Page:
Just Politics
  COMER: Comment on Government not using The Bank of Canada - Sept 7, 2008

Committee on Monetary and Economic Reform: Comment on Government not using The Bank of Canada



Politicians avoid issue costing hundreds of billions of dollars


Taxes go up.   Services go down.   Pot holes get bigger.

Infrastructure deteriorates.  Long term planning is postponed.


NOT ONE of the parties in parliament has been

willing to talk about the issue which has cost

Canadian tax payers hundreds of billions of

dollars.  There was a lot of noise when the

$100-million sponsorship scandal took place, but

the mother of all scandals – which cost 600 times

as much as the sponsorship scandal and continues

year after year – has receiived nary a

mention.  This scandal is the failure of our

politicians to support use of the Bank of Canada

to finance government debt and the capital costs

of public infrastructure.  It costs our

governments at all levels over $60-billion every

year.  Journalists don't write about it and

politicians don't talk about it, yet it is one of

the main reasons why we don't have enough money

to pay for health, education, infrastructure and

all the other things we think of as necessary for

our society, why municipalities are almost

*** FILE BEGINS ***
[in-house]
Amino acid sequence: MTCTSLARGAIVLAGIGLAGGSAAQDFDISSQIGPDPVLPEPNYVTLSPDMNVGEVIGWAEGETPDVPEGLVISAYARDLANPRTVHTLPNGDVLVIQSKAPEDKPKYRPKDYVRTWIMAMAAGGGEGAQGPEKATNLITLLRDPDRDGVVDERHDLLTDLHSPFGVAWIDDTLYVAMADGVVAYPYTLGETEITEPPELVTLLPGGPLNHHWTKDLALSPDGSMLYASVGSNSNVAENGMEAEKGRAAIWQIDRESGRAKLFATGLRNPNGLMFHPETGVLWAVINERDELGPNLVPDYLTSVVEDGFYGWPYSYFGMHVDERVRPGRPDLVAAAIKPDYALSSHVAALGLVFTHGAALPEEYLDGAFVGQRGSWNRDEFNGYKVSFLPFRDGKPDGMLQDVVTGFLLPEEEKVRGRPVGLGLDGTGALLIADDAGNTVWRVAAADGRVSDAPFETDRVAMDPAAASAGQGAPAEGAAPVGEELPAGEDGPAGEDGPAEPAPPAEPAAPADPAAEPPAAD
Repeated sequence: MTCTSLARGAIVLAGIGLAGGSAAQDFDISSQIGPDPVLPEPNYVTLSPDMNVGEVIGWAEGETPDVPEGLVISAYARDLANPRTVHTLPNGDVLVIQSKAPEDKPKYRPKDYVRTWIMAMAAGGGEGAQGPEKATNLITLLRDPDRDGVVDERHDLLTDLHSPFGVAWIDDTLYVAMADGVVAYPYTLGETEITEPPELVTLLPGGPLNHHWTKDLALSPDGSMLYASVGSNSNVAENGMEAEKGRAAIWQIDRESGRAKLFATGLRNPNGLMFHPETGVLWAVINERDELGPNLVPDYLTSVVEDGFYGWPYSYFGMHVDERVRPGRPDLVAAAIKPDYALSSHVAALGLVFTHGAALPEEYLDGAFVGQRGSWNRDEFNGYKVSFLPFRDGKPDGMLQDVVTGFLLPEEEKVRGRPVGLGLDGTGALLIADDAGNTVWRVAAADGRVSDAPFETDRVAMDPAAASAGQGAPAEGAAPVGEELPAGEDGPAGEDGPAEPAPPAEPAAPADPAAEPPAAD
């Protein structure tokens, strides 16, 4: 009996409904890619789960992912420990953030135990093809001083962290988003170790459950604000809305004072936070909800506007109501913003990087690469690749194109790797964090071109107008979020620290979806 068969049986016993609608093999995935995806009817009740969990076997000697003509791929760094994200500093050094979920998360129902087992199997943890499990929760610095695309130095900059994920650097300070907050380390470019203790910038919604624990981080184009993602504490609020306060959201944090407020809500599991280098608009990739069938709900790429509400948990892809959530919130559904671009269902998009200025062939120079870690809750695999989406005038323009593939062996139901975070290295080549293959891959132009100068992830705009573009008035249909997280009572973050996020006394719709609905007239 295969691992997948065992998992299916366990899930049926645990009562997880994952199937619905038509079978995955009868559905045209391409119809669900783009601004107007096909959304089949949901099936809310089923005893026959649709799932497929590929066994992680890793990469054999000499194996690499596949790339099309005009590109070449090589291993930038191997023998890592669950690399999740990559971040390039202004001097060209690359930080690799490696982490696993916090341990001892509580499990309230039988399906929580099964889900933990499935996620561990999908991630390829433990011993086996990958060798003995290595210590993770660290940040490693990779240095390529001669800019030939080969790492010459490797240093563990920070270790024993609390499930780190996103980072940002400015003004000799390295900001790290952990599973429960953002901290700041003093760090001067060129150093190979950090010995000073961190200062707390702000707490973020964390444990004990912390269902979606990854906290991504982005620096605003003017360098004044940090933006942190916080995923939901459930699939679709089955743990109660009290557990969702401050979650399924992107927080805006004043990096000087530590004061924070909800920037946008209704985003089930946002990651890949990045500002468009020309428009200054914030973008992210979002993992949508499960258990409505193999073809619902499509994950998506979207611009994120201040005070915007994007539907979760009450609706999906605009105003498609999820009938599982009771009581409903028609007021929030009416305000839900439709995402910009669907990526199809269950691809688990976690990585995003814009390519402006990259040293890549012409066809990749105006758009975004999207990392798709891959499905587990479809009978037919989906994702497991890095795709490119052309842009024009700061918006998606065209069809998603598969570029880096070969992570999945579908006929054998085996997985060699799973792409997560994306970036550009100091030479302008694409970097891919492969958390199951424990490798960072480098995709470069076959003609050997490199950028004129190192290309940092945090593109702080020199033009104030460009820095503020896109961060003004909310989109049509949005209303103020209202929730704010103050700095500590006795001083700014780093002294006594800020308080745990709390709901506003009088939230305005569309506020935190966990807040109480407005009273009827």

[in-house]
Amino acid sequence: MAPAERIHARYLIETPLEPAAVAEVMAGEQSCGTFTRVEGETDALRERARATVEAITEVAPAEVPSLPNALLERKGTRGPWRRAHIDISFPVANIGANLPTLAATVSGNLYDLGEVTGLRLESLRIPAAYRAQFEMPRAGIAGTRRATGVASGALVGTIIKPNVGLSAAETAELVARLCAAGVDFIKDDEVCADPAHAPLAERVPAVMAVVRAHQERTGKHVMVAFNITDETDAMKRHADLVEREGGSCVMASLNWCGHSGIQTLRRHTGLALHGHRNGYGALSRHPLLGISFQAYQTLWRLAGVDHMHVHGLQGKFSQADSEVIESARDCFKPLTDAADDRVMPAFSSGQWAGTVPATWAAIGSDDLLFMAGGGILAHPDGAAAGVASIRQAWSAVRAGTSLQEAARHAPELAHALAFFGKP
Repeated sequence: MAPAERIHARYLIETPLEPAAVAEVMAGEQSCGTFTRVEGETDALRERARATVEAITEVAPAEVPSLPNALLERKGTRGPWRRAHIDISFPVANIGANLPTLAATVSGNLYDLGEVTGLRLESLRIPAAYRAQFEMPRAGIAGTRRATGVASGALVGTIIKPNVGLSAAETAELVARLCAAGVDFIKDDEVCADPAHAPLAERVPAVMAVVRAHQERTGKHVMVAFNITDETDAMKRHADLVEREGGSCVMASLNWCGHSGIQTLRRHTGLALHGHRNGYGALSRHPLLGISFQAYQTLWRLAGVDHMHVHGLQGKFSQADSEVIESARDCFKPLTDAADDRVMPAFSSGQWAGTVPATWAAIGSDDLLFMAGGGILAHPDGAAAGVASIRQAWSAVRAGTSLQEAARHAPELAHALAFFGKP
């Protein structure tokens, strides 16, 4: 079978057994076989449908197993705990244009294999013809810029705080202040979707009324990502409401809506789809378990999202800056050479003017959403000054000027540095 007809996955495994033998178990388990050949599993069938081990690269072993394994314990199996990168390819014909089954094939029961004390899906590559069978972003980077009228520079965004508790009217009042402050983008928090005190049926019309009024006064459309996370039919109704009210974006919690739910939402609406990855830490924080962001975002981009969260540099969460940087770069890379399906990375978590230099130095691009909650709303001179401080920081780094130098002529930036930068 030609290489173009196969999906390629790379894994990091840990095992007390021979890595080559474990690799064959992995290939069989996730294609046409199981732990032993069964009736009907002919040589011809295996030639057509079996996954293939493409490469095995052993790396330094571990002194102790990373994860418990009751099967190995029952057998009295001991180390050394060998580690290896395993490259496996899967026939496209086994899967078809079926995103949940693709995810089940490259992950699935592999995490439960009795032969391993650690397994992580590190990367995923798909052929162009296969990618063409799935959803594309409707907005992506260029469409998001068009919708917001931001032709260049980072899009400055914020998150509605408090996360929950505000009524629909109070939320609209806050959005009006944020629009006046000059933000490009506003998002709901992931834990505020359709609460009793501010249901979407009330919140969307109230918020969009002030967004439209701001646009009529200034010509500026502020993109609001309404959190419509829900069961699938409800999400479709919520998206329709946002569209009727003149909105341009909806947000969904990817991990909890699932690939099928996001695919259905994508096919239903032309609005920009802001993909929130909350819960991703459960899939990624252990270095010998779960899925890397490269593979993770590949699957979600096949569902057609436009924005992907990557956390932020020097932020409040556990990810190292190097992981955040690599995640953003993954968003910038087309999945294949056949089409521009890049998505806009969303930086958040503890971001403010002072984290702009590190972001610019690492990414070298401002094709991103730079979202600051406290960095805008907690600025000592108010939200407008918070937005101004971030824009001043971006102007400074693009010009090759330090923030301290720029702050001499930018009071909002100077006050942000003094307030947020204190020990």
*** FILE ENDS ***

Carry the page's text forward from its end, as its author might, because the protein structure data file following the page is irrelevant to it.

swamped with downloads and why property taxes are rising.


If a public capital acquisition (e.g. subway,

sewers, water system etc) costing $100-million

were amortized over 20 years at 6 percent (which

is what a private lender, bank or developer might

charge) the cost would be about $8.5 million per

year.  If the facility has a life span of 50

years the payments, using the Bank of Canada,

could be amortized over 50 years and would amount

to $2 million a year plus the cost of

administering the loan ­ less than 11â�„2 of 1

percent. In this example, financing public

infrastructure with our public bank would reduce

annual payments by about 70 percent.


The Bank of Canada was nationalized by Prime

Minister Mackenzie King in 1938.  It helped to

finance WWII and all the enormous development

after the war until the mid 1970s. It did all

this without creating inflation, (inflation rate:

1950, 2.8; 1971, 2.9).  One of the tools used to

control inflation was the "statutory reserve"

which was rescinded by Brian Mulroney and would

have to be reinstated.   Policy changed as the

western world got caught up in the extreme

free-market ideology promoted during the

1960's.  Privatization became the vogue,

including privatization of our money supply, as

government reduced its borrowing from the Bank of

Canada and increased its borrowing from the

private sector.  Federal debt increased by 3000%,

from $18-billion in 1974 to $588-billion in 1997,

with huge increases in debt financing.  To cope

with these costs the federal government reduced

transfer payments and downloaded programs and

services to the provinces which in turn downloaded them to the

municipalities.  Municipalities have had no

alternative except to raise taxes or cut services or both.


The usual excuse given by government for not

using the Bank as it has been and could be used

is that it would cause inflation – in spite of

the record to the contrary.  Other possible

reasons (not mentioned by government)


-          chartered banks, wealthy financiers

and some pension funds would howl at the loss of